Tomb of Imam Zamin

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Tomb of Imam Zamin
Qutb Minar Complex Tomb of Imam Zamin.jpg
Tomb of Imam Zamin
LocationQutb Minar complex, Delhi, India
Coordinates28°31′27″N 77°11′09″E / 28.52417°N 77.18583°E / 28.52417; 77.18583Coordinates: 28°31′27″N 77°11′09″E / 28.52417°N 77.18583°E / 28.52417; 77.18583
Designated1993 (17th session)
Part ofQutb Minar and its monuments

The tomb of Imam Zamin is a mausoleum housing the remains of Muhammad Ali (popularly known as Imam Zamin), an Islamic cleric of the 16th century. It is located at the Qutb Minar complex, Delhi, in India and was built by Ali himself during the reign of Mughal emperor Humayun, long after the original monuments of the complex were constructed.


Imam Zamin was a direct descendant of Muhammad and his original name was Muhammad Ali.[1] Zamin was thus a Sayyid and belonged to the Chishti sect of Sufism.[1] It is believed that he migrated from Turkestan to Delhi during the reign of Sultan Sikandar Lodi, and subsequently became the imam (chief priest) of the Quwwat-ul-Islam mosque, at the Qutb Minar complex.[1]

According to the inscription on the entrance, the mausoleum was built by Zamin between 1537 and 1538 during the reign of Humayun.[1][2] He died in 1539.[1] Located east of the Alai Darwaza, the tomb was constructed long after the original group of monuments and was the last addition to the Qutb Minar complex.[1][3] Zamin is buried at the centre of the mausoleum.[1]


The tomb is built in the Lodhi architectural style.[1] The mausoleum is square in shape and measures 7.3 metres (24 ft) in both length and breadth.[2] The roof is supported by twelve pillars and is surmounted by a sandstone dome with jalis on all the sides, except the west and south.[2] The dome rises from an octagonal drum and is decorated with a marble panel above the chhajja (overhanging eaves or cover of a roof) along with a double row of crenelles.[3] Marble is extensively used for the interior ornamentation and in the construction of the cenotaph.[3] The western side of the mausoleum contains a marble-wrought mihrab (niche in the wall of a mosque that indicates the direction towards which the Muslims pray).[3] The entrance, located at the southern side, is also made of marble.[3]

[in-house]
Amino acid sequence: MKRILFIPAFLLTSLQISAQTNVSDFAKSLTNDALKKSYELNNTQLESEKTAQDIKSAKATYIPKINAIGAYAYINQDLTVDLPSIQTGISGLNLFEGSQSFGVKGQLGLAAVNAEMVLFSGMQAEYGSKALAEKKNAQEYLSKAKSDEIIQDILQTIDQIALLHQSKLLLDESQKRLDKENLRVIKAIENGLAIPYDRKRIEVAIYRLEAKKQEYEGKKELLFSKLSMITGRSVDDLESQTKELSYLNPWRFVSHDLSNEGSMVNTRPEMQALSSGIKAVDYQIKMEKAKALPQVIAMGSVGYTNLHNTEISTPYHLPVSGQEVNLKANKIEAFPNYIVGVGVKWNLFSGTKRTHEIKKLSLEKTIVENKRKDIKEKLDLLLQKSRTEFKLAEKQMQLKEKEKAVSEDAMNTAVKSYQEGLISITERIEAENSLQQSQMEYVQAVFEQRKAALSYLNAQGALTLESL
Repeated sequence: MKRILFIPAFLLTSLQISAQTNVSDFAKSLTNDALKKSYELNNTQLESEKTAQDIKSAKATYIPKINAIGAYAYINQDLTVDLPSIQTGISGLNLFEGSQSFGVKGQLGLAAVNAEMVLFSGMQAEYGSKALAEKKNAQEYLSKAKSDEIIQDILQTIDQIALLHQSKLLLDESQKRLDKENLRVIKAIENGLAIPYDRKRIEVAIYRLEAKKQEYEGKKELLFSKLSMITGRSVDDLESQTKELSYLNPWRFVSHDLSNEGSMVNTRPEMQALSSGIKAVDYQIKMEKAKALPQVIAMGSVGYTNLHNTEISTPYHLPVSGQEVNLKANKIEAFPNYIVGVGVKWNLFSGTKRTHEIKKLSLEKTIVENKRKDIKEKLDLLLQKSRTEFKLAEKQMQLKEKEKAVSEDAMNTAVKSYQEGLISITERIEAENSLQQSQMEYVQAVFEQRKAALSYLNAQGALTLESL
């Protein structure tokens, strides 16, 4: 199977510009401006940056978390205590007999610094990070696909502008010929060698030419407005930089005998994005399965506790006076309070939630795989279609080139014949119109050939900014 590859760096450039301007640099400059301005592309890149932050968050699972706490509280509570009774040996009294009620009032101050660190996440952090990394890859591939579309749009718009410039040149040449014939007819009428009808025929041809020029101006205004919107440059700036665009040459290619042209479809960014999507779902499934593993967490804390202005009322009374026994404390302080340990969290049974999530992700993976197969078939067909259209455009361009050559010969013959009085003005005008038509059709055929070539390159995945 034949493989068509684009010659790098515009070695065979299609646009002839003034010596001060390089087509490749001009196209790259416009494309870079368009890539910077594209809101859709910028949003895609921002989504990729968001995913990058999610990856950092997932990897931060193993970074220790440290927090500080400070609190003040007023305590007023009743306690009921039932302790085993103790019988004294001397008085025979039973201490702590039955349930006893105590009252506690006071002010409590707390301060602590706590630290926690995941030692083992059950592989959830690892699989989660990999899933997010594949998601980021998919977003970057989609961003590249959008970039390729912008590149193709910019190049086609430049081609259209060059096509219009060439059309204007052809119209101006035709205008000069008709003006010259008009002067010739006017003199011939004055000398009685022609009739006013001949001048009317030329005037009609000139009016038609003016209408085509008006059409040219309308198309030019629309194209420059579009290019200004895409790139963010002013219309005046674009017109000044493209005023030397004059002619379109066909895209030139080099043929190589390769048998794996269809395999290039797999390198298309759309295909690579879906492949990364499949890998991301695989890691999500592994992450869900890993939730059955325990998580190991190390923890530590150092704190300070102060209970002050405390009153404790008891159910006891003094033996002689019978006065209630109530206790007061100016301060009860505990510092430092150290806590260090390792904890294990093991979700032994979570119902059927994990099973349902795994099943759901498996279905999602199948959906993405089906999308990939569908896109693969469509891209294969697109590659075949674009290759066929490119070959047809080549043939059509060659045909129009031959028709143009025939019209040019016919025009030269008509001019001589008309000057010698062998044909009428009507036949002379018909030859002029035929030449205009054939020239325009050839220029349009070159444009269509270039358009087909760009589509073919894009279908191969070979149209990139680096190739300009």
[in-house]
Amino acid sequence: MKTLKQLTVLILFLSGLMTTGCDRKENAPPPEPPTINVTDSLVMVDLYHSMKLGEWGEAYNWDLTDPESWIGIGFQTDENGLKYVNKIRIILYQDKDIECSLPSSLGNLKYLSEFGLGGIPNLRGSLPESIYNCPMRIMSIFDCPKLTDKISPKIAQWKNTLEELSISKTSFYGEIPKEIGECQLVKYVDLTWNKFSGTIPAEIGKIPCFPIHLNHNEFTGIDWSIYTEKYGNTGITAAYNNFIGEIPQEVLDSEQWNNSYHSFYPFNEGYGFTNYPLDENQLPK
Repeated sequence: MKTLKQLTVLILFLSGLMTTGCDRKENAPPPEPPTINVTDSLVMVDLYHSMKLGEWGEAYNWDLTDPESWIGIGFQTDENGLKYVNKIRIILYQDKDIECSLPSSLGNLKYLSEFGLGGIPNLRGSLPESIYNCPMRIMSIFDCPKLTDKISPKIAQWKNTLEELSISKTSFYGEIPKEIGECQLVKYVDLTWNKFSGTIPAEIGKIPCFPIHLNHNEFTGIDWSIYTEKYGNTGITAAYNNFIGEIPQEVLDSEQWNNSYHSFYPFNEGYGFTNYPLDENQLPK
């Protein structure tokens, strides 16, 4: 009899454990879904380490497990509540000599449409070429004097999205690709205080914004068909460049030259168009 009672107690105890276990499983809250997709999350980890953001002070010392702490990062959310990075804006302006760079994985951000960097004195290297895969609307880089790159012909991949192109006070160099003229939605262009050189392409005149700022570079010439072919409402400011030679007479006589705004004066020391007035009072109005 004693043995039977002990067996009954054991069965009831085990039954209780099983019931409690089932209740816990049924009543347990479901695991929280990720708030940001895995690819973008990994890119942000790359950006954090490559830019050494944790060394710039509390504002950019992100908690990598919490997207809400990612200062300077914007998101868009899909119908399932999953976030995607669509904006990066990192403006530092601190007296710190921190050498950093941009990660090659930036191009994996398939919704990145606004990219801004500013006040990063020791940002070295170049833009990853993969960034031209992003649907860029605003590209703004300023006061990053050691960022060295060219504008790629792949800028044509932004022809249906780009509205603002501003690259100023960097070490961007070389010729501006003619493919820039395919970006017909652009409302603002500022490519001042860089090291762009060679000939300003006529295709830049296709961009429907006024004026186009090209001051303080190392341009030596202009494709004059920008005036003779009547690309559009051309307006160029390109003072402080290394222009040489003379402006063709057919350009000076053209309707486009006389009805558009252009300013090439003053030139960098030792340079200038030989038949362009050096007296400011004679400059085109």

The entire sandstone structure was originally covered by polished stucco, a portion of which is still extant.[3] The name of Zamin is written in the Naskh script over the doorway of the entrance.[3]



  1. ^ a b c d e f g h Smith 2005, pp. 5–6.
  2. ^ a b c Ranjan Kumar Singh (2016). The Islamic Monuments of Delhi. Patridge Publishing. ISBN 9781482873146.
  3. ^ a b c d e f g Y.D. Sharma (2002). Qutb Minar & adjoining monuments. Archaeological Survey of India. p. 71. ISBN 9788187780076.